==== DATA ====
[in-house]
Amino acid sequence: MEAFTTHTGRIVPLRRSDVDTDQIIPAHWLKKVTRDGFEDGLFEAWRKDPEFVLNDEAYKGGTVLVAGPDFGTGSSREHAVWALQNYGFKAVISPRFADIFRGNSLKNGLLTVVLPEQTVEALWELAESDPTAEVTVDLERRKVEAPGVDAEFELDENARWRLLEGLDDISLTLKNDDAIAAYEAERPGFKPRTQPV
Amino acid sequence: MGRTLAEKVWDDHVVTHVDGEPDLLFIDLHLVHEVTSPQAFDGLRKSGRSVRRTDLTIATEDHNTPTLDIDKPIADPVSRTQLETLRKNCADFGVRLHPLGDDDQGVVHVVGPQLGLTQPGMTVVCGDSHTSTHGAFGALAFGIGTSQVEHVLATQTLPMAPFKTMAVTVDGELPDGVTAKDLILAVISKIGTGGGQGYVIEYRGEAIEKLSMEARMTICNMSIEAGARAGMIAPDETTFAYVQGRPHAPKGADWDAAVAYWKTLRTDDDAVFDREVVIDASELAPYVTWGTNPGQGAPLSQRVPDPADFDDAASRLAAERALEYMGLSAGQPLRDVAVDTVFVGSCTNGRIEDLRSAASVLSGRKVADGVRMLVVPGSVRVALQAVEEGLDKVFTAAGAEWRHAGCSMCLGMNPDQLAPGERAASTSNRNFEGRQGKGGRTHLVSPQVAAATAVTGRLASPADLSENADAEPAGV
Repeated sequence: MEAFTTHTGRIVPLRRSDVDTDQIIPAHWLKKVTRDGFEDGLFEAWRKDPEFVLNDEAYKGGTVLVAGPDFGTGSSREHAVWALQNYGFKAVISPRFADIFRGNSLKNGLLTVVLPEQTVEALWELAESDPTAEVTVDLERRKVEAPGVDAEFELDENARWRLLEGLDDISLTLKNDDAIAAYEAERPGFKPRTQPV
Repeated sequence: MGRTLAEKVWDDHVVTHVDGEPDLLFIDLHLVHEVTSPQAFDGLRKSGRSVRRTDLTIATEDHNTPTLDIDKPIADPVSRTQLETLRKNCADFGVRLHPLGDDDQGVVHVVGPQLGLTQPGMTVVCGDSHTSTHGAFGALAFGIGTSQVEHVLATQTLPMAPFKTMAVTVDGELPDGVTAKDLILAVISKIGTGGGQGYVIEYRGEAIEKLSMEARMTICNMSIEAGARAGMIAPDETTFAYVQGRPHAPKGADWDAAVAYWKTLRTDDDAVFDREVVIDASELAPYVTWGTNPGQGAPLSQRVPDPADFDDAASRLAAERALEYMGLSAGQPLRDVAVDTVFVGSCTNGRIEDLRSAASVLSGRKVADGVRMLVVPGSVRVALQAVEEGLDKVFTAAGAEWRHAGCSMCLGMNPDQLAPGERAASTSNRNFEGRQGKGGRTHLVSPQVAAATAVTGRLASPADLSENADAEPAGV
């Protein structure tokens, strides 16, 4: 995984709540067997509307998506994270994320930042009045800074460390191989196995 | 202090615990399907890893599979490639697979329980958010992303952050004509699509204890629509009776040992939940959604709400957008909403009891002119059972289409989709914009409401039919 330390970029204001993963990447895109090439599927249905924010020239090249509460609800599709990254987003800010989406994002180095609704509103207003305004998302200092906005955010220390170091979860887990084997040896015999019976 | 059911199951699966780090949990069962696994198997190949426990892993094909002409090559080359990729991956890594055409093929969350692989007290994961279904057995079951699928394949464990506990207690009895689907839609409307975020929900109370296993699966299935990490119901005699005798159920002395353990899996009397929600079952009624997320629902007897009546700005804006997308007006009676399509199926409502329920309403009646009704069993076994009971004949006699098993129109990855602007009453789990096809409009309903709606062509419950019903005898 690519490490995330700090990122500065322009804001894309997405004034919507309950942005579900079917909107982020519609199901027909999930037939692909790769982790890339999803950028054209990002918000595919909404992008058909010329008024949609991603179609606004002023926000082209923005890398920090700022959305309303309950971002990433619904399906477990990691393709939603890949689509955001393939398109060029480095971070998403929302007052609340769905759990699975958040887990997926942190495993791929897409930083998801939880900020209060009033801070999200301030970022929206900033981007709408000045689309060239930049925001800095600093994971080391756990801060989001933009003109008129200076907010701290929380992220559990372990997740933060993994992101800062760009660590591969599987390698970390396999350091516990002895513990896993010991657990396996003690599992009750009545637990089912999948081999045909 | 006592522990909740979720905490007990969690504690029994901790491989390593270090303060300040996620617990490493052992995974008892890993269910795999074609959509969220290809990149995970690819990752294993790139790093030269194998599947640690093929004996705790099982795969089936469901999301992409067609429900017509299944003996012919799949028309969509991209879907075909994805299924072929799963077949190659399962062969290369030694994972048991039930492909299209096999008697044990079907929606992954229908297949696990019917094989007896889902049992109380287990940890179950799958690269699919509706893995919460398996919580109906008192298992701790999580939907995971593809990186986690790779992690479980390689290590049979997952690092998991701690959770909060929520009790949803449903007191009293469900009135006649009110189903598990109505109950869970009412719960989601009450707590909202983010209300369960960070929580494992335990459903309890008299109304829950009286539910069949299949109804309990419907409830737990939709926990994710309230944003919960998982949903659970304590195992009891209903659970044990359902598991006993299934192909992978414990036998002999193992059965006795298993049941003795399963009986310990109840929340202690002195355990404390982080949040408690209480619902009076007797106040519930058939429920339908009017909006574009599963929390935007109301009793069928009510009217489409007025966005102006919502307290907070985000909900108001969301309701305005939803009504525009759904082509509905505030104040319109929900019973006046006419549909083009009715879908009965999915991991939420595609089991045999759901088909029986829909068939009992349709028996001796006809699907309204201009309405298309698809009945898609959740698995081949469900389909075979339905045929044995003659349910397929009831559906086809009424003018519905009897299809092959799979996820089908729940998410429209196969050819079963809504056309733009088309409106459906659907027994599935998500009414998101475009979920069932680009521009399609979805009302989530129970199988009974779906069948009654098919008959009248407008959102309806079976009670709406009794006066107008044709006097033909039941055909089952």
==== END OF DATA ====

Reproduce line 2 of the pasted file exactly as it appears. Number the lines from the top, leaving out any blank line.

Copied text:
Amino acid sequence: MEAFTTHTGRIVPLRRSDVDTDQIIPAHWLKKVTRDGFEDGLFEAWRKDPEFVLNDEAYKGGTVLVAGPDFGTGSSREHAVWALQNYGFKAVISPRFADIFRGNSLKNGLLTVVLPEQTVEALWELAESDPTAEVTVDLERRKVEAPGVDAEFELDENARWRLLEGLDDISLTLKNDDAIAAYEAERPGFKPRTQPV